# Let $M$ be a monoid and let $M^*$ be the group of invertible elements of $M$. Prove the following…

This is a multipart question. I will post both parts here. I've only attempted the first part. I think if I can get help on the first part, I will be able to figure out the second. I will restate the question below and show my attempt at the first part below that.

Let $M$ be a monoid and let $M^*$ be the group of invertible elements of $M$. Prove the following:

For each $m \in M$ there is exactly one monoid homomorphism $f:\mathbb N \rightarrow M$ such that $f(1)=m$.

For each $m\in M^*$ there is exactly one monoid homomorphism $f:\mathbb Z \rightarrow M$ such that $f(1)=m$.

I copy and pasted the question. In the second part, my professor wrote "there is exactly one monoid homomorphism $f:\mathbb Z \rightarrow M$". Does he mean "there is exactly one monoid homomorphism $f:\mathbb Z \rightarrow M^*$"?

Anyway here is my attempt at the first part:

Let $M$ be a monoid. Next suppose that for each $m \in M$, there are more than one monoid homomorphisms $f: \mathbb N \rightarrow M$ and $g: \mathbb N \rightarrow M$ such that $f(1)=m$ and $g(1)=m$. Then $f(1)=m=g(1)$ and $f(1)=g(1)$. Therefore there is only one monoid homomorphism such that $f(1)=m$.

As always, thank you all for any help.

[EDIT: In the next section (not posted here), there are similar questions related to rings. Again, I think if I can complete these proofs, I should be able to figure out the questions related to rings.]

• "In the second part, my professor wrote 'there is exactly one monoid homomorphism $f:\mathbb{Z} \to M$'. Does he mean 'there is exactly one monoid homomorphism $f:\mathbb{Z}\to M^*$'?" Both are true. Since $\mathbb{Z}$ is a group, its image under any homomorphism must be a group and hence must be contained in $M^*$. – Trevor Gunn Feb 5 '18 at 0:29
• Before I forget. You have shown that the homomorphism is unique but not that it exists. You've proved most of the existence: you know that such a function must be defined by $f(n) = nm$, so you just need to explain why this is a homomorphism. – Trevor Gunn Feb 5 '18 at 1:42
• Thanks @TrevorGunn. I think you mean that I just to to spell out how this fits the definition of a homomorphism, right? Also, can you explain to me how the second part (mapping integers to the inverse elements of $M$) is any different from the first? Do I need to add the fact that the negative part of the integers can account for the inverse elements that are $M^*$. So maybe I need to add something like: from $0_N = 1 - 1$ and $f(0_N)=0_M$, we get $0_M=f(0_N)=f(1-1)=f(1)+f(-1)=f(1)-f(1)$. [EDIT: formatting] – dnem41 Feb 5 '18 at 2:33
• Yeah. You can use the fact that $f(-n) = f(n)^{-1}$ (or $-f(n)$ if you're using additive notation) to extend to the negative integers. – Trevor Gunn Feb 5 '18 at 4:34

## 1 Answer

This is incorrect. You've shown that $f(1) = g(1)$ but you haven't shown that $f = g$. That is, you haven't shown that $f(n) = g(n)$ for all $n \in \mathbb{N}$. Notice that your proof works just the same if you replace $\mathbb{N}$ with any monoid $N$ and $1$ with any element $n \in N$:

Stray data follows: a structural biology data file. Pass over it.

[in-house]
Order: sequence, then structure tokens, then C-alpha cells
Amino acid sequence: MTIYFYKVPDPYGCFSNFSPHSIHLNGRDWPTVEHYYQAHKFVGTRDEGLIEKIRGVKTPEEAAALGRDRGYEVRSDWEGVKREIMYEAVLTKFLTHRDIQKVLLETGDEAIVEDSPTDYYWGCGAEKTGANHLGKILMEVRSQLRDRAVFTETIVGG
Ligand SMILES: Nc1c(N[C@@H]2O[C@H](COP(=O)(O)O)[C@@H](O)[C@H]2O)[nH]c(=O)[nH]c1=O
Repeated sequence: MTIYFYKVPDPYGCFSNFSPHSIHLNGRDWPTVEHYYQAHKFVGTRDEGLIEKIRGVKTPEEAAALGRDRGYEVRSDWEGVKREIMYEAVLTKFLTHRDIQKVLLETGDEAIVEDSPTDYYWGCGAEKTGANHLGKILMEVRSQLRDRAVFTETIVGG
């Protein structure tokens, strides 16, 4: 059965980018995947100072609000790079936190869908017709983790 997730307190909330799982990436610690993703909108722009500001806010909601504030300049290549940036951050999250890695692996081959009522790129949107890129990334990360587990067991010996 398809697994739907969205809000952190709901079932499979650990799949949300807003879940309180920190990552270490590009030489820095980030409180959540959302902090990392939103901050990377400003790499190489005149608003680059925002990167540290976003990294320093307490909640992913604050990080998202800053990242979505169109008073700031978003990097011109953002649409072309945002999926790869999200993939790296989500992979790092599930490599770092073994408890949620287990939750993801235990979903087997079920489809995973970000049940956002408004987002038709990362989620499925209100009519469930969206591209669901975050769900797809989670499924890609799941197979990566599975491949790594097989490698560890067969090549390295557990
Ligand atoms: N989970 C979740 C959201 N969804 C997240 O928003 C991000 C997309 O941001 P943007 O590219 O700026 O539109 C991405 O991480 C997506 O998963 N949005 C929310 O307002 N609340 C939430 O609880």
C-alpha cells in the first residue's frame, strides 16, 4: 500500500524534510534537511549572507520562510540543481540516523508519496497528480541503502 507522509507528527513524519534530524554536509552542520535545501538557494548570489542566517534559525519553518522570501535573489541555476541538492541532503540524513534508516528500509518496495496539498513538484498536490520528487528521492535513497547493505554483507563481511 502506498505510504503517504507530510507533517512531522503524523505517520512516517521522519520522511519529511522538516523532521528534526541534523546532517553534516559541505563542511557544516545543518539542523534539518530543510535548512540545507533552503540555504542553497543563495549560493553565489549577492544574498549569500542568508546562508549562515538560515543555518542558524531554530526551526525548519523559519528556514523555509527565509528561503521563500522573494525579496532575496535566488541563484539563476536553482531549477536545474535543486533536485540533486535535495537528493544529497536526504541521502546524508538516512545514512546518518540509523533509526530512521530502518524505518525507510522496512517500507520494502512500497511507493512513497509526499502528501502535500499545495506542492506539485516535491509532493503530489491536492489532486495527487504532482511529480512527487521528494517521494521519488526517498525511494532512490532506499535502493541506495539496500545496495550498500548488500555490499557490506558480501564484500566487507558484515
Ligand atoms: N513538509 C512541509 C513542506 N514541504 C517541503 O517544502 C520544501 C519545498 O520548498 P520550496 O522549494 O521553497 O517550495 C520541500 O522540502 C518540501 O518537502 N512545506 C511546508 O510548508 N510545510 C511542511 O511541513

Let $M$ be a monoid. Next suppose that for each $m \in M$, there are more than one monoid homomorphisms $f: N \rightarrow M$ and $g: N \rightarrow M$ such that $f(n)=m$ and $g(n)=m$. Then $f(n)=m=g(n)$ and $f(n)=g(n)$. Therefore there is only one monoid homomorphism such that $f(n)=m$.

But it would be too good to be true if there was a unique monoid homomorphism $f : N \to M$ with $f(n) = m$.

Instead, you need to use some special property of $\mathbb{N}$ and $1$ that isn't shared between all monoids. That property is the so called "principal of induction" which says that every element of $\mathbb{N}$ can be written as a sum of $1$'s:

$$1 + 1 + \dots + 1.$$

I'll leave it to you to figure out what this has to do with the principal of induction as it is usually stated and to formally prove (by induction) that if $f(1) = g(1) = m$ then $f(n) = g(n)$ for all $n \in \mathbb{N}$.

• Thanks for pointing out my mistake. Can you tell me if this is sufficient? – dnem41 Feb 5 '18 at 1:07
• Let $M$ be a monoid. Next suppose that for each $m \in M$, there are more than one monoid homomorphisms $f: \mathbb N \rightarrow M$ and $g: \mathbb N \rightarrow M$ such that $f(1)=m$ and $g(1)=m$. Then $f(1)=m=g(1)$ and $f(1)=g(1)$. Because $f$ and $g$ are monoid homomorphisms, we can write $f(1+1)=f(1)+f(1) = m+m=2m = m + m = g(1) + g(1) = g(1+1)$. Suppose $f(k)=km$. Then $f(k+1)=f(k)+f(1)=km+m=(k+1)m$. Next suppose $g(k)=km$. Then $g(k+1)=g(k)+g(1)=km+m=(k+1)m$. By induction, $f(n)=g(n)$. Therefore there is only one monoid homomorphism such that $f(1)=m$. – dnem41 Feb 5 '18 at 1:10
• @dan Yes, that takes care of everything except $0$. – Trevor Gunn Feb 5 '18 at 1:14
• Oi. Ok, so I would just add the fact that in a homomorphism, the identity in $\mathbb N$ maps to the identity in $M$. So $f(0)=e_M$. Maybe instead of $f(1+1)=f(1)+f(1)=2m$, I would say $f(1+0)=f(1)+f(0)=1+e_m=1$ and repeat for $g$. That seems good? – dnem41 Feb 5 '18 at 1:17
• @dan $f(0) = e_M = g(0)$ since homomorphisms preserve identites. $f(1) = g(1) = m$ by assumption (that's the base case). You don't need to show that $f(2) = g(2)$, just the inductive step. – Trevor Gunn Feb 5 '18 at 1:21